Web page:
Helen Madden’s theatre crusade began with an idea to bring open-air theatre to Melbourne with a bilingual summer theatre festival.
Helen developed the Epidavros Summer Festival idea in 1982, working in collaboration with the Northcote City Council and members of the local Greek community. After searching extensively across Melbourne for a perfect location, the Yarra riverbank at Fairfield Park became the obvious choice for open air theatre. The landscape already provided a natural amphitheatre and importantly it was also a hub of the Greek community in Melbourne.
Helen experimented with the festival concept in 1983 and 1984, using a pop-up scaffolding theatre built for each Epidavros Summer Festival season.
Each night featured one comedy and one tragedy, with one drama in English and one in Modern Greek. This mirrored the Ancient Greek practice of staging open air theatre as popular entertainment. In 1983 Euripides’ MEDEA was staged in Modern Greek, directed by Nick Skiadopoulos. LYSISTRATA by Aristophanes, was directed by Garry Down in English. The following year this bilingual program was reversed. In 1984, Meredith Rodgers directed IPHIGENIA IN AULIS, the Euripidean tragedy, staged in English. The comedy ECCLESIASOUZI by Aristophanes was directed by Thannassis Papastergiou in Modern Greek.
Melbourne’s audiences and reviewers were delighted with this new theatre scene. As The Melbourne Times described of Iphigenia in Aulis:
In 1985, the Festival’s success led the progressive Northcote Council to seek funding to build a permanent amphitheatre at the site.
Helen worked with the Council, Fairfield Residents’ Association and Greek and Commonwealth Governments to plan the construction of a permanent amphitheatre and its first five-year season. Helen also worked with Edmond & Corrigan Architects who designed the stunning 500-seat bush amphitheatre. Modelled on Epidavros Theatre, a 12,000 seat amphitheatre in southern Greece, the aim was to meet the most demanding theatrical needs while preserving the natural environment.
The Commonwealth Community Employment Program (CEP) financed the project. Unemployed workers were trained in stone-cutting skills to build the new permanent Fairfield Amphitheatre. Bluestone originally from Northcote gutters and laneways, was rescued from an old storage depot and used to build the theatre. The first Fairfield Amphitheatre board included members from the arts, community and corporate sectors. The Hon. Brian Howe, former Deputy Prime Minister and Member for Batman, was the inaugural Chairman.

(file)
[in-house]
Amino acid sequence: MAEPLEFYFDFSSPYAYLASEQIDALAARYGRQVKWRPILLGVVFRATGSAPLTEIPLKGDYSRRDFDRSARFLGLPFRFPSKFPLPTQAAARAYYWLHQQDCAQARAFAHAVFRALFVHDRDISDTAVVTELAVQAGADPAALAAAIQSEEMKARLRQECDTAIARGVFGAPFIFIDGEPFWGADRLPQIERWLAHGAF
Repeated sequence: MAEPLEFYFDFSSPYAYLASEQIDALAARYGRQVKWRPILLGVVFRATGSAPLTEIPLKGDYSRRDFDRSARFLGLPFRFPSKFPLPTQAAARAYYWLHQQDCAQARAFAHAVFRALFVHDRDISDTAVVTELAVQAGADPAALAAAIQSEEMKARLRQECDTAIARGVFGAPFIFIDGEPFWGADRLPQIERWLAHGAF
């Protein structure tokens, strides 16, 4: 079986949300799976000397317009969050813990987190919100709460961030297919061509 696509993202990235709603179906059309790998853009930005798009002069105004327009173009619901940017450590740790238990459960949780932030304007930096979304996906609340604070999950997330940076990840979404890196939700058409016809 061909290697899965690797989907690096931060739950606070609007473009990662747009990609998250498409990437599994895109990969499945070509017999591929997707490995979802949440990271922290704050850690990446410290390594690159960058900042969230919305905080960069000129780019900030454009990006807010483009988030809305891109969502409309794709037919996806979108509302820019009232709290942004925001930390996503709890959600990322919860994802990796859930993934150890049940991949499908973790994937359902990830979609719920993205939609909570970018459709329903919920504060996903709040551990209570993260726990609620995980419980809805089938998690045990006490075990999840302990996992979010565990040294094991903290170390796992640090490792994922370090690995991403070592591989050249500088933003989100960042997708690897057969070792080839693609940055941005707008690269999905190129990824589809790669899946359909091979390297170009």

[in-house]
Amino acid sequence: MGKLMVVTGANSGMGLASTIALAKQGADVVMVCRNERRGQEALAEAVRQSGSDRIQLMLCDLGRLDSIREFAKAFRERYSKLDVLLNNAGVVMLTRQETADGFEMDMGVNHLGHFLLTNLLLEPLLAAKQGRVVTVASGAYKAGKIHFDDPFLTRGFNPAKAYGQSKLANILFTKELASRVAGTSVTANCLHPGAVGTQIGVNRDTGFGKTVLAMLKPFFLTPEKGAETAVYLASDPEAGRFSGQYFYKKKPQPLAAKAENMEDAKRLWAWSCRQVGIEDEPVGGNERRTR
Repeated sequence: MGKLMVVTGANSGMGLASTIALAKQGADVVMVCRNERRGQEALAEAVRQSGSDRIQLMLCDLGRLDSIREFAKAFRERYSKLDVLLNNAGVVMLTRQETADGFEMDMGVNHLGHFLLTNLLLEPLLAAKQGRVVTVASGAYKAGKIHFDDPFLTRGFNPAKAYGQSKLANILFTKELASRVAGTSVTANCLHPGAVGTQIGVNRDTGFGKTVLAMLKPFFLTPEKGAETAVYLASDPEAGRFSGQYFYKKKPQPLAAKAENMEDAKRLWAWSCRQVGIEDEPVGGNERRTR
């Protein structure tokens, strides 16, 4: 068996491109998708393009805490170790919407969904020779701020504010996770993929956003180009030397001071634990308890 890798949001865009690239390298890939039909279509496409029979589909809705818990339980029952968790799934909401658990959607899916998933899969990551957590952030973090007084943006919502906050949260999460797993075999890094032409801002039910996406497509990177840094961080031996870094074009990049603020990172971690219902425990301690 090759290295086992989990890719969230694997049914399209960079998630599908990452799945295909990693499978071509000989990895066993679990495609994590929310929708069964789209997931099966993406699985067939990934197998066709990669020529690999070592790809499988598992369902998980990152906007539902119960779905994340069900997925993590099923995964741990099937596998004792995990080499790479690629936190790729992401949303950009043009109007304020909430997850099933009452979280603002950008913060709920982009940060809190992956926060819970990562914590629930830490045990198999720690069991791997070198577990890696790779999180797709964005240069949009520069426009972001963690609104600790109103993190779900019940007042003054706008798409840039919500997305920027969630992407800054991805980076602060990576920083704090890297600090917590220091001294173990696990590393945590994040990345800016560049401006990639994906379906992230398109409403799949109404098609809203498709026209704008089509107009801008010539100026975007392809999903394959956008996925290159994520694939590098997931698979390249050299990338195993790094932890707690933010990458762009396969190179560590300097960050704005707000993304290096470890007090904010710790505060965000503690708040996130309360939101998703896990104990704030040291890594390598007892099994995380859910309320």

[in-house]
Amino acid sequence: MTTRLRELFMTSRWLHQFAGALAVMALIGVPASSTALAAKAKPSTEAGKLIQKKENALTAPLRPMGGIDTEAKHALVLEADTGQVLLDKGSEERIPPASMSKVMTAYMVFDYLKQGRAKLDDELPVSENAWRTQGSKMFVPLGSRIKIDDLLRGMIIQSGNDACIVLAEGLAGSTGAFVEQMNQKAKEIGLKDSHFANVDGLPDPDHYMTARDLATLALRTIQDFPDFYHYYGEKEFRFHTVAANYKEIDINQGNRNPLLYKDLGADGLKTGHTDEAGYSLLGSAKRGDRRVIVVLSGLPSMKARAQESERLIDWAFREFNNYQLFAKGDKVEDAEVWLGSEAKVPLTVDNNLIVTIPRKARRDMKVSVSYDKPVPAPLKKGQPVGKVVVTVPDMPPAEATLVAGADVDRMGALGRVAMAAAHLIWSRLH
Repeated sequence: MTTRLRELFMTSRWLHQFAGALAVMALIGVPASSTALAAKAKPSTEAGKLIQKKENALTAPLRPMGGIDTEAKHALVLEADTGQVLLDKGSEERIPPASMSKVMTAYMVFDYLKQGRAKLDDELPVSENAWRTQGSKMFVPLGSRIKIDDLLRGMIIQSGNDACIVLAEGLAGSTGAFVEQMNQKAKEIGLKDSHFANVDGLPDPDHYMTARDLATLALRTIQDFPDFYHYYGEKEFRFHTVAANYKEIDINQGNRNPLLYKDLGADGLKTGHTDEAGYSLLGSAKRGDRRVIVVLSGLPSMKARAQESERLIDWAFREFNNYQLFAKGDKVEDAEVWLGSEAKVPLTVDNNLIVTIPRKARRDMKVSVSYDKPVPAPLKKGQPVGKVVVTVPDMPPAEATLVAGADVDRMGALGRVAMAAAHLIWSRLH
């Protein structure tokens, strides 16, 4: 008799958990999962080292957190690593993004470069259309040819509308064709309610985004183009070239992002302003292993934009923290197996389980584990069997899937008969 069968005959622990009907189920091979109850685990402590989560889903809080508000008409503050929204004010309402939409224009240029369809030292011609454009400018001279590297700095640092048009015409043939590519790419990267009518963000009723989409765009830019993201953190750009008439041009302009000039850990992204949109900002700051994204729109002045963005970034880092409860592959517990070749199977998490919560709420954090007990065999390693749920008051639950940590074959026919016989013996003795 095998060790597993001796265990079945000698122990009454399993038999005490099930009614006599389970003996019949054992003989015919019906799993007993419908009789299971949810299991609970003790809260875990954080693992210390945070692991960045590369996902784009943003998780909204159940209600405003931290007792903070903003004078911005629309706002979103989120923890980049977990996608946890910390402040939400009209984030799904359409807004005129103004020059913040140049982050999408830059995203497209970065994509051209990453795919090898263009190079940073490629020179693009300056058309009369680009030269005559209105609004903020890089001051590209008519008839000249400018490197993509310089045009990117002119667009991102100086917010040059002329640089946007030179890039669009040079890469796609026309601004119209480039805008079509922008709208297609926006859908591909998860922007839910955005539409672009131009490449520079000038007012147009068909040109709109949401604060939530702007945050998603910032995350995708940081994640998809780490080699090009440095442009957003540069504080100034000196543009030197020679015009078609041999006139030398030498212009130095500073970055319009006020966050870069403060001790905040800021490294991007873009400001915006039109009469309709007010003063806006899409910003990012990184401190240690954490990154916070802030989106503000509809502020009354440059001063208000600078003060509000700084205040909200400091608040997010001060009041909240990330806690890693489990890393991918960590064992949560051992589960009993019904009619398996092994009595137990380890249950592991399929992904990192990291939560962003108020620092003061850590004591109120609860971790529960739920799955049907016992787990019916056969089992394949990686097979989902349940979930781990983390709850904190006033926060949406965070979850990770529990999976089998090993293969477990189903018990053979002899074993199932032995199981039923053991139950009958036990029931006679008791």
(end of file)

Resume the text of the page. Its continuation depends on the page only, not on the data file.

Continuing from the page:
Today, the stunning Fairfield Amphitheatre remains our ONLY professional outdoor theatre venue and Ancient Greek amphitheatre. It has the remarkable acoustic phenomenon in which a person whispering on stage can be heard through to the very back row, as per the most famous theatres of Ancient Greece. This phenomenon provides extraordinary acoustics and exists in no other venue in Victoria (or Australia).
In 1986, Playbox Theatre opened the first season of the permanent Fairfield Amphitheatre with THIS ANTIGONE by Sophocles, directed by the renowned James McCaughey.
Helen brought the Attis Theatre production of THE BACCHAE by Euripides, from Greece in 1987. The show outraged audiences for its brevity, violence and eroticism.
From 1987 the Epidavros Festival expanded into the Wang Summer Festival when it attracted significant corporate sponsorship. This support enabled the program to grow and feature opera, cinema under the stars, comedy, poetry, music and other theatrical events, until 1992.
See Stork’s surprising next theatrical chapters: